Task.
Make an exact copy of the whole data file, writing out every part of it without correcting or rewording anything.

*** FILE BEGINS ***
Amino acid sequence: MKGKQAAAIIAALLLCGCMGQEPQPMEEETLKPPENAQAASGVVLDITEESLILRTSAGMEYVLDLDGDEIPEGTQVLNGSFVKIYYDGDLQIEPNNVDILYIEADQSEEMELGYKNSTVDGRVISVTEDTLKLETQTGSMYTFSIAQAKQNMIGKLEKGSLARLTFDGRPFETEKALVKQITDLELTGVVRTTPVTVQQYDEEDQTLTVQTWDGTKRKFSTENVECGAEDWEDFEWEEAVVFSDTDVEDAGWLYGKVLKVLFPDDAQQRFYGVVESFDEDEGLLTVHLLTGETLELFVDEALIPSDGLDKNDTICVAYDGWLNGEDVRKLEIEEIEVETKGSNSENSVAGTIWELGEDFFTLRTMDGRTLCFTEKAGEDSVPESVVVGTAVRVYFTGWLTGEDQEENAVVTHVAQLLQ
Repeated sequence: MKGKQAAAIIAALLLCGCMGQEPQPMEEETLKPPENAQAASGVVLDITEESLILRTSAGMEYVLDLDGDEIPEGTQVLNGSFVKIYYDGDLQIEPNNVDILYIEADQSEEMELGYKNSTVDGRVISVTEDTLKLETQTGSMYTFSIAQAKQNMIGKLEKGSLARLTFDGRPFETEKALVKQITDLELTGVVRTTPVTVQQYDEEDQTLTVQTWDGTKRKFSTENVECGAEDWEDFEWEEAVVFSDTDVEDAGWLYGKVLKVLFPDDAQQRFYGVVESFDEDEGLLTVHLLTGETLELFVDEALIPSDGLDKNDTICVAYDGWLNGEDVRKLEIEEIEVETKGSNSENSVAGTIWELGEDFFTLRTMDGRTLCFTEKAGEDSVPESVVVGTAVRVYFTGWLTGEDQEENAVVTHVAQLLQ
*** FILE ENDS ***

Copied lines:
Amino acid sequence: MKGKQAAAIIAALLLCGCMGQEPQPMEEETLKPPENAQAASGVVLDITEESLILRTSAGMEYVLDLDGDEIPEGTQVLNGSFVKIYYDGDLQIEPNNVDILYIEADQSEEMELGYKNSTVDGRVISVTEDTLKLETQTGSMYTFSIAQAKQNMIGKLEKGSLARLTFDGRPFETEKALVKQITDLELTGVVRTTPVTVQQYDEEDQTLTVQTWDGTKRKFSTENVECGAEDWEDFEWEEAVVFSDTDVEDAGWLYGKVLKVLFPDDAQQRFYGVVESFDEDEGLLTVHLLTGETLELFVDEALIPSDGLDKNDTICVAYDGWLNGEDVRKLEIEEIEVETKGSNSENSVAGTIWELGEDFFTLRTMDGRTLCFTEKAGEDSVPESVVVGTAVRVYFTGWLTGEDQEENAVVTHVAQLLQ
Repeated sequence: MKGKQAAAIIAALLLCGCMGQEPQPMEEETLKPPENAQAASGVVLDITEESLILRTSAGMEYVLDLDGDEIPEGTQVLNGSFVKIYYDGDLQIEPNNVDILYIEADQSEEMELGYKNSTVDGRVISVTEDTLKLETQTGSMYTFSIAQAKQNMIGKLEKGSLARLTFDGRPFETEKALVKQITDLELTGVVRTTPVTVQQYDEEDQTLTVQTWDGTKRKFSTENVECGAEDWEDFEWEEAVVFSDTDVEDAGWLYGKVLKVLFPDDAQQRFYGVVESFDEDEGLLTVHLLTGETLELFVDEALIPSDGLDKNDTICVAYDGWLNGEDVRKLEIEEIEVETKGSNSENSVAGTIWELGEDFFTLRTMDGRTLCFTEKAGEDSVPESVVVGTAVRVYFTGWLTGEDQEENAVVTHVAQLLQ